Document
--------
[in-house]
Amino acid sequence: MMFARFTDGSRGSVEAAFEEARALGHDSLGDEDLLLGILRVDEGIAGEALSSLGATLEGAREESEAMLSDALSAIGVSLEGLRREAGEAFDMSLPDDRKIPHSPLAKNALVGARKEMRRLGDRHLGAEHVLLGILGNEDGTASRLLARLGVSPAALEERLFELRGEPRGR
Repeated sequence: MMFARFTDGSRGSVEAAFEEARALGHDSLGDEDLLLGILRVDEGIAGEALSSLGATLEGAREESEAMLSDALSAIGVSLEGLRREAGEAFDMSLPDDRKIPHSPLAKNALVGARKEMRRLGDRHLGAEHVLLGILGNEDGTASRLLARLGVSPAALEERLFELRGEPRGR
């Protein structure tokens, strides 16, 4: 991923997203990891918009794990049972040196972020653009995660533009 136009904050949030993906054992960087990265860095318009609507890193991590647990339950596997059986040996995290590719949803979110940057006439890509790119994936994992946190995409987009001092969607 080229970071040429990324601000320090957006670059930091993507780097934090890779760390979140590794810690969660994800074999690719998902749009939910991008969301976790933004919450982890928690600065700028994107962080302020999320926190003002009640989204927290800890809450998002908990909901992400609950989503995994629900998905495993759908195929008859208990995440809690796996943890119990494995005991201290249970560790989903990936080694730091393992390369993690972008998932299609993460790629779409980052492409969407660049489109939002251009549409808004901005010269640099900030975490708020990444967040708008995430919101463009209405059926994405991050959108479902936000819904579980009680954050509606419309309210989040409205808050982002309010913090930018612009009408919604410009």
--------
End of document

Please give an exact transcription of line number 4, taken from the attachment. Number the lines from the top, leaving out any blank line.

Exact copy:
């Protein structure tokens, strides 16, 4: 991923997203990891918009794990049972040196972020653009995660533009 136009904050949030993906054992960087990265860095318009609507890193991590647990339950596997059986040996995290590719949803979110940057006439890509790119994936994992946190995409987009001092969607 080229970071040429990324601000320090957006670059930091993507780097934090890779760390979140590794810690969660994800074999690719998902749009939910991008969301976790933004919450982890928690600065700028994107962080302020999320926190003002009640989204927290800890809450998002908990909901992400609950989503995994629900998905495993759908195929008859208990995440809690796996943890119990494995005991201290249970560790989903990936080694730091393992390369993690972008998932299609993460790629779409980052492409969407660049489109939002251009549409808004901005010269640099900030975490708020990444967040708008995430919101463009209405059926994405991050959108479902936000819904579980009680954050509606419309309210989040409205808050982002309010913090930018612009009408919604410009």